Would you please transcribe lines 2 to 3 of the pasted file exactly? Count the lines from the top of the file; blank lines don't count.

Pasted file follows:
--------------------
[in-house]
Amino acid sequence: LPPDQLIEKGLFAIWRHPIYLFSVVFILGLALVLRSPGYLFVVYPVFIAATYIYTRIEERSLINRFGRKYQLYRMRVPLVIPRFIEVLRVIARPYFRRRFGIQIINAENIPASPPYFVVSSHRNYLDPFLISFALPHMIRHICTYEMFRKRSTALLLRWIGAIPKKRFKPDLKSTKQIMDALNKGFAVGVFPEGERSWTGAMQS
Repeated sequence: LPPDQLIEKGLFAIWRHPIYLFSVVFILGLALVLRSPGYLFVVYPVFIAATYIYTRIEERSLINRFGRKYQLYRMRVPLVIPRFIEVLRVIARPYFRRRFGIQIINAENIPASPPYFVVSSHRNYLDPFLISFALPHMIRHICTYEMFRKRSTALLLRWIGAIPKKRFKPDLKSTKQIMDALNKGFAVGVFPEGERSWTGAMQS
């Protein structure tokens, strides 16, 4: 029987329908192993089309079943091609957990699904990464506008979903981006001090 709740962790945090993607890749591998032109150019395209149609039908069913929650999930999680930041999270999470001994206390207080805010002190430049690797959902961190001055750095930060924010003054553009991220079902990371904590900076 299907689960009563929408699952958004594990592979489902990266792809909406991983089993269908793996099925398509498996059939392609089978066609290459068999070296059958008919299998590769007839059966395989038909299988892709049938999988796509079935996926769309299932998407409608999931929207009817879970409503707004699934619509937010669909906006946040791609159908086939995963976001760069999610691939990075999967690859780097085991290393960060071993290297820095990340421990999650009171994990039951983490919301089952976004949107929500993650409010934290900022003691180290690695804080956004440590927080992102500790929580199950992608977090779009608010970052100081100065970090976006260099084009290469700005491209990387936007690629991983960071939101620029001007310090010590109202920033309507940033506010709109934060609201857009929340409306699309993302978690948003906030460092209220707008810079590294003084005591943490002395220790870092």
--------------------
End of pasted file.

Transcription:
Amino acid sequence: LPPDQLIEKGLFAIWRHPIYLFSVVFILGLALVLRSPGYLFVVYPVFIAATYIYTRIEERSLINRFGRKYQLYRMRVPLVIPRFIEVLRVIARPYFRRRFGIQIINAENIPASPPYFVVSSHRNYLDPFLISFALPHMIRHICTYEMFRKRSTALLLRWIGAIPKKRFKPDLKSTKQIMDALNKGFAVGVFPEGERSWTGAMQS
Repeated sequence: LPPDQLIEKGLFAIWRHPIYLFSVVFILGLALVLRSPGYLFVVYPVFIAATYIYTRIEERSLINRFGRKYQLYRMRVPLVIPRFIEVLRVIARPYFRRRFGIQIINAENIPASPPYFVVSSHRNYLDPFLISFALPHMIRHICTYEMFRKRSTALLLRWIGAIPKKRFKPDLKSTKQIMDALNKGFAVGVFPEGERSWTGAMQS